OP: This is ridiculous on its face. We ARE from our tribes, in our case, proven by Pechanga people who were alive during the formation of the reservation, such as Delores Tortuga in sworn testimony taken in the Luiseno language and confirmed by the tribe’s own hired expert. Pechanga’s vaunted elder, Antonio Ashman also swore that he knew Paulina Hunter as Pechanga. Pechanga’s enrollment committee chose not to use that evidence, but rather took the hearsay word of an imprisoned child molester. Who would have a greater incentive to LIE, someone who had nothing to gain, or someone who would share in the theft of per capita which now totals over $300 million?  Why would Pechanga's enrollment committee choose NOT to believe Ashman, when he is quoted on their own website about the eviction of 1875.  He was not alive during the eviction, but he sure was alive when Paulina Hunter was.

We are from Pechanga, we don’t need to become another tribe, we have our allotment on the Temecula Indian Reservation and our family still lives there. Federal recognition comes only in a recognized tribe. Ask the Juanenos how easy it is, or the Tongva.

But the notion of non-Indian courts deciding who is and who is not a member of any particular tribe? OP: Indian courts are right now lobbying to have jurisdiction over non-members. Is that proper? Would the NCTIMES be editorializing about the lack of due process and rights to an attorney if their reporter was arrested?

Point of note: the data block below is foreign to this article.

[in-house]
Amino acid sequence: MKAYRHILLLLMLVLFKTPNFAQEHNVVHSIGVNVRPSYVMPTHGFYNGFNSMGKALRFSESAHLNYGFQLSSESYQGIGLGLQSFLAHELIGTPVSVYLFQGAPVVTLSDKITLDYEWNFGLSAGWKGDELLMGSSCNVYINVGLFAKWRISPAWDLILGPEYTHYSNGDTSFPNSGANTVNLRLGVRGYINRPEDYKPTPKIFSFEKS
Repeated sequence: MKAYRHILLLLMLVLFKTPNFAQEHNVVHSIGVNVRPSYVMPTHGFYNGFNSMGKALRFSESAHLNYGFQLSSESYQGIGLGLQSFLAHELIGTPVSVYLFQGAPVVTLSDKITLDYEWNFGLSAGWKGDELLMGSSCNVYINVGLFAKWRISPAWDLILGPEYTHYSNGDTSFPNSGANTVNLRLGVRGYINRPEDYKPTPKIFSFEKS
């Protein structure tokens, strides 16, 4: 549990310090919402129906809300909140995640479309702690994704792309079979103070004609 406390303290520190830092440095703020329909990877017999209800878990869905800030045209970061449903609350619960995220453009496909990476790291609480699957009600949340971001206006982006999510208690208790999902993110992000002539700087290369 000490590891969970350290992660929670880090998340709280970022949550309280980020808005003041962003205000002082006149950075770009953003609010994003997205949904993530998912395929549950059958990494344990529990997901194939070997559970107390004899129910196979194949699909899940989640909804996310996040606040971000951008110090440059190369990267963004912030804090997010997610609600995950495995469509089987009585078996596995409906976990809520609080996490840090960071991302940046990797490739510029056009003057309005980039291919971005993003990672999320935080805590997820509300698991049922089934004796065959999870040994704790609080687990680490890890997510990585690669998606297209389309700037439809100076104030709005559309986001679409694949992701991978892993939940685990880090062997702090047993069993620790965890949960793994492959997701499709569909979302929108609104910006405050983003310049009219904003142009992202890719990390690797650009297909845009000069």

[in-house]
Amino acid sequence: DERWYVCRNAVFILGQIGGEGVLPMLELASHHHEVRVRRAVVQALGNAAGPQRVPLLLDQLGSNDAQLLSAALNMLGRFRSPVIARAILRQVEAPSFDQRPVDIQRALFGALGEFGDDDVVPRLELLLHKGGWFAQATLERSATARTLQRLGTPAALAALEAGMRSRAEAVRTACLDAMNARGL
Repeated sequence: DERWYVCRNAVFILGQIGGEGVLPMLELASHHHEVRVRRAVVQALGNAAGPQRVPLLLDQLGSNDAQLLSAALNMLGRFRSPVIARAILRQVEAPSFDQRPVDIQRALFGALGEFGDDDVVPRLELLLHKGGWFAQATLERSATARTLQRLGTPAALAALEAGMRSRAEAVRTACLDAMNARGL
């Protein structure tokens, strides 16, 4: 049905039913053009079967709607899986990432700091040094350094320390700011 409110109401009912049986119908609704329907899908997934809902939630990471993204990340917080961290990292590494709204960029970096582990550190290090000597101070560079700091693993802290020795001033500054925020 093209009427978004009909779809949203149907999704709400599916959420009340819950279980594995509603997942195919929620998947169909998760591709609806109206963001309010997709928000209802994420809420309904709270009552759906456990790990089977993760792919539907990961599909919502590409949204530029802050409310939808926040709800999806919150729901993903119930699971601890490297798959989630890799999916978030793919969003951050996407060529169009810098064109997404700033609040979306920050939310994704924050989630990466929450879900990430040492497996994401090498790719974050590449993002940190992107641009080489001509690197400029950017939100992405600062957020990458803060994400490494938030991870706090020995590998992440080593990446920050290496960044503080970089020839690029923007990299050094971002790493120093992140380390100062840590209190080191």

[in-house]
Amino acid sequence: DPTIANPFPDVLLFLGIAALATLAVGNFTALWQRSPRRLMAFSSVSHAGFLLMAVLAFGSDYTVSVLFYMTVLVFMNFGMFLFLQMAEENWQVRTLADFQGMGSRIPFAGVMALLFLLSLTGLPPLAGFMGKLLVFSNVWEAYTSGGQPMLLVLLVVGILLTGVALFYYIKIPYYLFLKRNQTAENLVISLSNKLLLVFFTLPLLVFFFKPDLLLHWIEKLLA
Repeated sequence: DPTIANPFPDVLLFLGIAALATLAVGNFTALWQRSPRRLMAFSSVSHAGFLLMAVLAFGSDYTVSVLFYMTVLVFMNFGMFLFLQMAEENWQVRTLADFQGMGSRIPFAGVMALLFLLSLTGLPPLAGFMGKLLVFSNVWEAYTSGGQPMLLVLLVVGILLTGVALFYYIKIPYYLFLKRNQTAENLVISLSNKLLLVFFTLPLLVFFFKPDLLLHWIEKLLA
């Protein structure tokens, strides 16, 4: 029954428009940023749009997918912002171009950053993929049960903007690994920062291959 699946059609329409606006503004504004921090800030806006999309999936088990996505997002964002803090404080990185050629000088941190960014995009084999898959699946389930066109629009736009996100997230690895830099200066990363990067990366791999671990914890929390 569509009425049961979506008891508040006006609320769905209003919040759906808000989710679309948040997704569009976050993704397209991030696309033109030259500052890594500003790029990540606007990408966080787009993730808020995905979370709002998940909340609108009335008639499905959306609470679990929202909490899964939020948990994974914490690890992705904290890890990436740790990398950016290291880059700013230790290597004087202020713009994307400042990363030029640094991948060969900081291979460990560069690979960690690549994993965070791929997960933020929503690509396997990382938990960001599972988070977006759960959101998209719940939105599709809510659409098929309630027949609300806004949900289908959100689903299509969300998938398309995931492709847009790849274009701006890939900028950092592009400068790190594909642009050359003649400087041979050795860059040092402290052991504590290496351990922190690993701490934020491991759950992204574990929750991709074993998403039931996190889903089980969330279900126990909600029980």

That would represent a troubling intrusion into the tribes' traditional rights, as well as a serious violation of the American right of people to self-organize.

OP: Traditional rights include rights to belong. Pechanga’s committees, run by a few in power have made a mockery of self organization. Other tribes have done the same, such as Redding Rancheria in N. California, who eliminated a family of their FIRST tribal chairman.

Citizenship is a birthright, membership in a church is a voluntary act. Tribal laws must be followed or their should be some ramifications. Our politicians must but enforcement into the Indian Civil rights Act.  And they certainly should not award tribes that practice apartheid on their reservation with lands into trust.  They should use their bully pulpits to speak out on the injustices by tribes such as Snoqualmie, Pechanga, Enterprise, Redding, Pala, San Pascual and the worst tribe of all, the Picayune Rancheria of Chukchansi Indians.